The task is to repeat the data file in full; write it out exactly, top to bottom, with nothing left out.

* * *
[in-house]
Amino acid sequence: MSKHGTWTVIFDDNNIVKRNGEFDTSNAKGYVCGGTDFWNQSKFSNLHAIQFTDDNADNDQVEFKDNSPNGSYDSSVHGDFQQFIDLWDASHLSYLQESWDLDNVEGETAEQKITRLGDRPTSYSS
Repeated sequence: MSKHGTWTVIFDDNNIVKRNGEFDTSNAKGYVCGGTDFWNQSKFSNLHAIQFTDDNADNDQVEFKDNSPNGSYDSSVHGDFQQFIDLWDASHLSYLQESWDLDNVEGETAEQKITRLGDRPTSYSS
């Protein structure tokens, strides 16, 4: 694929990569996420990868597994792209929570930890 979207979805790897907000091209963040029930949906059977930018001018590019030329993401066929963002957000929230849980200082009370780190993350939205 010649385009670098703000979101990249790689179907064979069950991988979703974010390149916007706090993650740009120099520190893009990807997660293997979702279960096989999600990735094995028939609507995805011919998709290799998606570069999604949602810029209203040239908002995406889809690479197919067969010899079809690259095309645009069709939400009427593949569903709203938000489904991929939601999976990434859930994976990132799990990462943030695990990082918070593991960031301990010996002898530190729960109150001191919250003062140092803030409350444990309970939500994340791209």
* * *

[in-house]
Amino acid sequence: MSKHGTWTVIFDDNNIVKRNGEFDTSNAKGYVCGGTDFWNQSKFSNLHAIQFTDDNADNDQVEFKDNSPNGSYDSSVHGDFQQFIDLWDASHLSYLQESWDLDNVEGETAEQKITRLGDRPTSYSS
Repeated sequence: MSKHGTWTVIFDDNNIVKRNGEFDTSNAKGYVCGGTDFWNQSKFSNLHAIQFTDDNADNDQVEFKDNSPNGSYDSSVHGDFQQFIDLWDASHLSYLQESWDLDNVEGETAEQKITRLGDRPTSYSS
């Protein structure tokens, strides 16, 4: 694929990569996420990868597994792209929570930890 979207979805790897907000091209963040029930949906059977930018001018590019030329993401066929963002957000929230849980200082009370780190993350939205 010649385009670098703000979101990249790689179907064979069950991988979703974010390149916007706090993650740009120099520190893009990807997660293997979702279960096989999600990735094995028939609507995805011919998709290799998606570069999604949602810029209203040239908002995406889809690479197919067969010899079809690259095309645009069709939400009427593949569903709203938000489904991929939601999976990434859930994976990132799990990462943030695990990082918070593991960031301990010996002898530190729960109150001191919250003062140092803030409350444990309970939500994340791209």